NATIONAL BUREAU OF ECONOMIC RESEARCH
NATIONAL BUREAU OF ECONOMIC RESEARCH

Labor Supply Effects of the Earned Income Tax Credit: Evidence from Wisconsin Supplemental Benefit for Families with Three Children

Maria Cancian, Arik Levinson

NBER Working Paper No. 11454
Issued in July 2005
NBER Program(s):   LS   PE

We examine the labor market consequences of the Earned Income Tax Credit (EITC), comparing labor market behavior of eligible parents in Wisconsin, which supplements the federal EITC for families with three children, to that of similar parents in states that do not supplement the federal EITC. Data come from the 2000 Census of Population. Most previous studies have relied on changes in the EITC over time, or EITC eligibility differences for families with and without children, or have extrapolated from measured labor supply responses to other tax and benefit programs, and find significant effects of the EITC on employment. In contrast, our cross-state comparison examines a larger difference in EITC subsidy rates, uses more similar treatment and control groups, relies on a policy that has been in place for 5 years, and finds no effect of the EITC on employment or hours worked.

download in pdf format
   (362 K)

email paper

This paper is available as PDF (362 K) or via email.

Machine-readable bibliographic record - MARC, RIS, BibTeX

Document Object Identifier (DOI): 10.3386/w11454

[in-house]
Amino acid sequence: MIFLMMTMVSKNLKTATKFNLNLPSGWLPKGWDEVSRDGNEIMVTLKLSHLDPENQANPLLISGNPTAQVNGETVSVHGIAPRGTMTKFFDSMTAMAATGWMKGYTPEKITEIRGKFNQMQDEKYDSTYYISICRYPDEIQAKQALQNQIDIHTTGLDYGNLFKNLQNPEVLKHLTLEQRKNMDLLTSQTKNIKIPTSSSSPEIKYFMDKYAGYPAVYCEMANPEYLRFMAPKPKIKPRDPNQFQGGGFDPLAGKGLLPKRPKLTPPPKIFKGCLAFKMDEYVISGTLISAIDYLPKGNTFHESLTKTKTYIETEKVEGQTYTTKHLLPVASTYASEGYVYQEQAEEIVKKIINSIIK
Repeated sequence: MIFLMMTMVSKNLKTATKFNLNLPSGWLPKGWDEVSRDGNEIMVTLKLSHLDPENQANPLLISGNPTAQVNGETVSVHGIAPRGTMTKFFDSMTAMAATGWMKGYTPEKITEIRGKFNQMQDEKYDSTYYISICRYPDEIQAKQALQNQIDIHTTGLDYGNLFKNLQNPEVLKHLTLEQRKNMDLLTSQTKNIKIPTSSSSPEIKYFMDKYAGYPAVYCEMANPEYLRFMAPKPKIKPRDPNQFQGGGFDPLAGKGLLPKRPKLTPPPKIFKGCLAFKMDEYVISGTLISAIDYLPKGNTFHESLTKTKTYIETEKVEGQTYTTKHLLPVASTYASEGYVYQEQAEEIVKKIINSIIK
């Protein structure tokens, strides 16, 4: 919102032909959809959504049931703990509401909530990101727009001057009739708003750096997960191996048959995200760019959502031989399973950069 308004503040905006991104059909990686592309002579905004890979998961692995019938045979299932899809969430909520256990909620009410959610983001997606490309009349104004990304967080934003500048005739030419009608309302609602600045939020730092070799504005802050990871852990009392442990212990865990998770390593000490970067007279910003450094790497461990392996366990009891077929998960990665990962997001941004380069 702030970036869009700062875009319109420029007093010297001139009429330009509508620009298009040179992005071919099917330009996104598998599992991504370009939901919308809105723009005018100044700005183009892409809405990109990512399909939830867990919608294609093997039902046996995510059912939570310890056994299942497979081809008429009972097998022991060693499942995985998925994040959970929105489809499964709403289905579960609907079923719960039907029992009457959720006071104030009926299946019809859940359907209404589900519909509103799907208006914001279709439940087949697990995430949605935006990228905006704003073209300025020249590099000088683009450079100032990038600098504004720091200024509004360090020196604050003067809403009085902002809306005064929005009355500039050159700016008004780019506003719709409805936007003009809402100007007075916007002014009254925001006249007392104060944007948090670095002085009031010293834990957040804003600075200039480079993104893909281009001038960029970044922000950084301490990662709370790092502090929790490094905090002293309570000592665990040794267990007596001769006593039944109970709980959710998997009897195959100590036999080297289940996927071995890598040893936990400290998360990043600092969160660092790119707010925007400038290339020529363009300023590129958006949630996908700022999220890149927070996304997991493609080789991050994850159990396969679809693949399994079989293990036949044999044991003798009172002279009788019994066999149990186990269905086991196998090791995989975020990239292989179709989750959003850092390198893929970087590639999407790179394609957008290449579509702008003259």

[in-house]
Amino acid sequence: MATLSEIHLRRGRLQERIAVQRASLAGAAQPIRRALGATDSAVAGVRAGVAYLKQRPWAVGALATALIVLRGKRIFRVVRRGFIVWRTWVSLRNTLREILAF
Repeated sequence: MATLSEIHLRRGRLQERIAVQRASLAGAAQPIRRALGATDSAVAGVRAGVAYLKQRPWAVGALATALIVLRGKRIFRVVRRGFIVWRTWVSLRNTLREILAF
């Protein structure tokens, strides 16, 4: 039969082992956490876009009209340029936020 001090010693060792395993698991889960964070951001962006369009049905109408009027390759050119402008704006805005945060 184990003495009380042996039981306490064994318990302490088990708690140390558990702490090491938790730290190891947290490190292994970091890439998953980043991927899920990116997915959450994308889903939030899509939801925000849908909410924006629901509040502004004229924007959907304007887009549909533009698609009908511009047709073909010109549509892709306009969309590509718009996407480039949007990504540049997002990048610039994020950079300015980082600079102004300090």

Published: Cancian, Maria and Arik Levinson. "Labor Supply Effects of the Earned Income Tax Credit: Evidence from Wisconsin's Supplemental Benefit for Families with Three Children." National Tax Journal (December 2006). citation courtesy of

Users who downloaded this paper also downloaded these:
Hotz and Scholz w11968 Examining the Effect of the Earned Income Tax Credit on the Labor Market Participation of Families on Welfare
Eissa and Hoynes w11729 Behavioral Responses to Taxes: Lessons from the EITC and Labor Supply
Hotz The Earned Income Tax Credit
Eissa and Hoynes Behavioral Responses to Taxes: Lessons from the EITC and Labor Supply
Eissa and Liebman w5158 Labor Supply Response to the Earned Income Tax Credit
 
Publications
Activities
Meetings
NBER Videos
Data
People
About

Support
National Bureau of Economic Research, 1050 Massachusetts Ave., Cambridge, MA 02138; 617-868-3900; email: info@nber.org

Contact Us